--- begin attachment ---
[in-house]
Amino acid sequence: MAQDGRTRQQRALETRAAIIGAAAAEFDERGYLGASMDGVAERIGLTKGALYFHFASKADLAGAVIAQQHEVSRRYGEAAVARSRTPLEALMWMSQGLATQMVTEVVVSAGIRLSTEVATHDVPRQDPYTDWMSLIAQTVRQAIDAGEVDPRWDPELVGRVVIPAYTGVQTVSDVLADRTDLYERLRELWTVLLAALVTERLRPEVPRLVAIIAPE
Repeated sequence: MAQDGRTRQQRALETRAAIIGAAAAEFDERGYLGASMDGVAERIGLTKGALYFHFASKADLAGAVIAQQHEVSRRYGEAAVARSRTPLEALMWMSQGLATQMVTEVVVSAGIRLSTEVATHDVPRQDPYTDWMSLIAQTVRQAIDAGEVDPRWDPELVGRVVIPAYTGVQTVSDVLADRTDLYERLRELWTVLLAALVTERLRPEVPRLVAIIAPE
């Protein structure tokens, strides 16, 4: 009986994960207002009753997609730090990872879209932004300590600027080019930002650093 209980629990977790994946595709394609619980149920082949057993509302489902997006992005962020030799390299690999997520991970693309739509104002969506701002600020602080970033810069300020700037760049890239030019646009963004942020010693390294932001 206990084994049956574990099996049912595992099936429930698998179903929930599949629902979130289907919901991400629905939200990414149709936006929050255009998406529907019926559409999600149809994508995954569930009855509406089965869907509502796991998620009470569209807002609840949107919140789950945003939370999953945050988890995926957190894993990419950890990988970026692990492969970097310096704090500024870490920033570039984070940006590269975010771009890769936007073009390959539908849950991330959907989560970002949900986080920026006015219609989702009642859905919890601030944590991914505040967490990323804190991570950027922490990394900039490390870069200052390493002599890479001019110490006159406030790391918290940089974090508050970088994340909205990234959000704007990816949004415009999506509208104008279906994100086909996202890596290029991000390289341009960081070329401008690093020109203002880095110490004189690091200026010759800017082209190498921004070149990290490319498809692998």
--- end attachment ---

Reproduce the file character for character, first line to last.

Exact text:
[in-house]
Amino acid sequence: MAQDGRTRQQRALETRAAIIGAAAAEFDERGYLGASMDGVAERIGLTKGALYFHFASKADLAGAVIAQQHEVSRRYGEAAVARSRTPLEALMWMSQGLATQMVTEVVVSAGIRLSTEVATHDVPRQDPYTDWMSLIAQTVRQAIDAGEVDPRWDPELVGRVVIPAYTGVQTVSDVLADRTDLYERLRELWTVLLAALVTERLRPEVPRLVAIIAPE
Repeated sequence: MAQDGRTRQQRALETRAAIIGAAAAEFDERGYLGASMDGVAERIGLTKGALYFHFASKADLAGAVIAQQHEVSRRYGEAAVARSRTPLEALMWMSQGLATQMVTEVVVSAGIRLSTEVATHDVPRQDPYTDWMSLIAQTVRQAIDAGEVDPRWDPELVGRVVIPAYTGVQTVSDVLADRTDLYERLRELWTVLLAALVTERLRPEVPRLVAIIAPE
């Protein structure tokens, strides 16, 4: 009986994960207002009753997609730090990872879209932004300590600027080019930002650093 209980629990977790994946595709394609619980149920082949057993509302489902997006992005962020030799390299690999997520991970693309739509104002969506701002600020602080970033810069300020700037760049890239030019646009963004942020010693390294932001 206990084994049956574990099996049912595992099936429930698998179903929930599949629902979130289907919901991400629905939200990414149709936006929050255009998406529907019926559409999600149809994508995954569930009855509406089965869907509502796991998620009470569209807002609840949107919140789950945003939370999953945050988890995926957190894993990419950890990988970026692990492969970097310096704090500024870490920033570039984070940006590269975010771009890769936007073009390959539908849950991330959907989560970002949900986080920026006015219609989702009642859905919890601030944590991914505040967490990323804190991570950027922490990394900039490390870069200052390493002599890479001019110490006159406030790391918290940089974090508050970088994340909205990234959000704007990816949004415009999506509208104008279906994100086909996202890596290029991000390289341009960081070329401008690093020109203002880095110490004189690091200026010759800017082209190498921004070149990290490319498809692998």